Ickes spoke of justice being blind and found it fitting Miss Anderson would sing at the Lincoln Memorial, celebrating the man who struck off the chains of slavery for the people of the singer’s race. It was a memorable and powerful speech.

Secretary Ickes engaged in a long running feud with fellow Cabinet member Henry A. Wallace of Iowa. Wallace was Roosevelt’s Secretary of Agriculture and Ickes had a dream of turning the Interior Department into a new Conservation Department. Ickes coveted the Forestry Service for his own Department; as it stood, Forestry was part of Wallace’s Department of Agriculture. Harold Ickes constantly cajoled, wheedled, pleaded, pouted, and generally made a pest of himself in trying to get President Roosevelt to authorize the switch, which Wallace vociferously opposed.

Ickes grumbled the forestry service had the most powerful lobbying group in the country behind it, which naturally continued to resist the Secretary’s attempt to make it part of the Interior Department.

S.B. Snow, a Regional Forester in the Forest Service thought Secretary Ickes to be “overambitious, ignorant, egocentric, ruthless, unethical and highly effective.”

Ickes was no slouch in ladling out invective himself, both publicly and privately. His estimate of Colonel Robert McCormick of the Chicago Tribune, was recorded in his diary and it is memorable.

“That great, overgrown lummox of a Colonel McCormick, mediocre in ability, less than average in brains and a damn physical coward in spite of his size, sitting in the tower of the Tribune building with his guard protecting him while he squirts sewage at men whom he happens to dislike.”

Ickes also dropped off another bon mot that became famous about Louisiana’s “Kingfish”, Huey Long.

“The trouble with Senator Long,” Ickes observed, “is that he is suffering from halitosis of the intellect. That’s presuming Senator Long has an intellect.”

Harold Ickes’ heart soared each time he left the White House believing Franklin Roosevelt had agreed to give him forestry. Similarly, Ickes’ heart sank to the depths of depression and despair when he discovered things were oftentimes not what he perceived them to be and perhaps FDR wasn’t quite as committed to making the change.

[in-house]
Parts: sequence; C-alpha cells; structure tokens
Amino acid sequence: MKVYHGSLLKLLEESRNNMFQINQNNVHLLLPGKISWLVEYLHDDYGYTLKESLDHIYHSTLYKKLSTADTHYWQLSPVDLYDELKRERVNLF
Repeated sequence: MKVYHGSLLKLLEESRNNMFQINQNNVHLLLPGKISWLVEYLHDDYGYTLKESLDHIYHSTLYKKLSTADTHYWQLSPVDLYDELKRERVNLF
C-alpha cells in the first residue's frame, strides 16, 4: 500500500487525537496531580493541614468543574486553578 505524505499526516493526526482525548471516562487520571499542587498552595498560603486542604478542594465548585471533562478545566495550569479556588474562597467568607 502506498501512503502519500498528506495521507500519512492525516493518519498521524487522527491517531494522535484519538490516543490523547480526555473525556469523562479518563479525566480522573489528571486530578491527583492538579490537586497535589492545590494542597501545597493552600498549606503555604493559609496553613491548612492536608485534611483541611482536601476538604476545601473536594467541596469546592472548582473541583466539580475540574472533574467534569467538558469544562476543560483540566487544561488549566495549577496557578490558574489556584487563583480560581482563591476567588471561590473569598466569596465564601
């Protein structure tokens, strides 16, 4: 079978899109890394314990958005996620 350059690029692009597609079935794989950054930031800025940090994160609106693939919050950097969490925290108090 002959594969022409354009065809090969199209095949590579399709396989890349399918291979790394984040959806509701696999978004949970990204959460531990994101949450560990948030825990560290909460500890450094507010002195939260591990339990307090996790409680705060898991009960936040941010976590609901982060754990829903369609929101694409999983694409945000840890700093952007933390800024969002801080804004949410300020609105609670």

Still, Ickes plotted and planned, constantly thinking of possible exchanges of responsibilities and services between the two departments. Ickes wanted to be teacher’s pet and he was almost giddy like a schoolgirl when he felt President Roosevelt was bestowing his especial favor upon the Secretary. Conversely, Ickes was bitterly jealous of rivals inside the Cabinet or others who seemed to be Roosevelt favorites. Ickes records his distaste for the sole woman in Roosevelt‘s Cabinet, Frances Perkins, who invariably tried to catch the president on the way out of Cabinet meetings to talk, at least to Ickes’ mind, endlessly. Yet, Ickes always seemed to have some matter or point he wished to discuss with Roosevelt after each Cabinet meeting.

When especially peeved or pouting, Harold Ickes would pen a letter of resignation, which Roosevelt always declined. FDR would use his charm, which certainly had its effect with Ickes. It was a rare occasion when Ickes was not resigning or seriously considering resigning. For one who truly relished a fight, Ickes’ own skin was paper-thin.

Ickes was horrified by what he observed in Europe before the outbreak of World War II. Ickes bluntly denounced the “raids of the nightshirt nations.” Ickes told an audience in 1937 those same nations “constitute the greatest threat to civilization since the democratic principle became established.” That same year, Ickes noted the suffering of Jews in Europe, well before most Americans paid the slightest attention to such things, and he denounced the “bitter hate” that had been “fanned into a searing flame.”

“It seems that the false god of racism must have its devil upon which it can pour out it objurgations, wreak its blood vengeance,” Ickes concluded.

Despite his flaws, Franklin Roosevelt seemed to value Harold Ickes as a true liberal, as well as spokesman for the administration. It was Ickes who frequently made replies to attacks upon the administration, or launched lightning bolts into the midst of the administration’s critics and enemies.

Harold L. Ickes was not only able, but he was also useful.